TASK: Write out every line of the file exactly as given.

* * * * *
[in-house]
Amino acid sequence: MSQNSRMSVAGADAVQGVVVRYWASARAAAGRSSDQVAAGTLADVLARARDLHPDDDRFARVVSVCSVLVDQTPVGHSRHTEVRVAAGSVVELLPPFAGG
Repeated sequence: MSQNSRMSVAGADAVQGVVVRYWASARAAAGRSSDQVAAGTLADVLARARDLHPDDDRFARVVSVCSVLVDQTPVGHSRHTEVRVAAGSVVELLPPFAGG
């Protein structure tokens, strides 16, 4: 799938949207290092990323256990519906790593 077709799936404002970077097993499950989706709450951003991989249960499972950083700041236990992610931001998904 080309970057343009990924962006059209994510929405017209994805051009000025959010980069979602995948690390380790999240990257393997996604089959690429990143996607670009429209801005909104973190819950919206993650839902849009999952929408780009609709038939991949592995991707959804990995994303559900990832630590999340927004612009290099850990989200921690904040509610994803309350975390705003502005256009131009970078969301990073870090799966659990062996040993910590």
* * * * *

[in-house]
Amino acid sequence: MSQNSRMSVAGADAVQGVVVRYWASARAAAGRSSDQVAAGTLADVLARARDLHPDDDRFARVVSVCSVLVDQTPVGHSRHTEVRVAAGSVVELLPPFAGG
Repeated sequence: MSQNSRMSVAGADAVQGVVVRYWASARAAAGRSSDQVAAGTLADVLARARDLHPDDDRFARVVSVCSVLVDQTPVGHSRHTEVRVAAGSVVELLPPFAGG
């Protein structure tokens, strides 16, 4: 799938949207290092990323256990519906790593 077709799936404002970077097993499950989706709450951003991989249960499972950083700041236990992610931001998904 080309970057343009990924962006059209994510929405017209994805051009000025959010980069979602995948690390380790999240990257393997996604089959690429990143996607670009429209801005909104973190819950919206993650839902849009999952929408780009609709038939991949592995991707959804990995994303559900990832630590999340927004612009290099850990989200921690904040509610994803309350975390705003502005256009131009970078969301990073870090799966659990062996040993910590």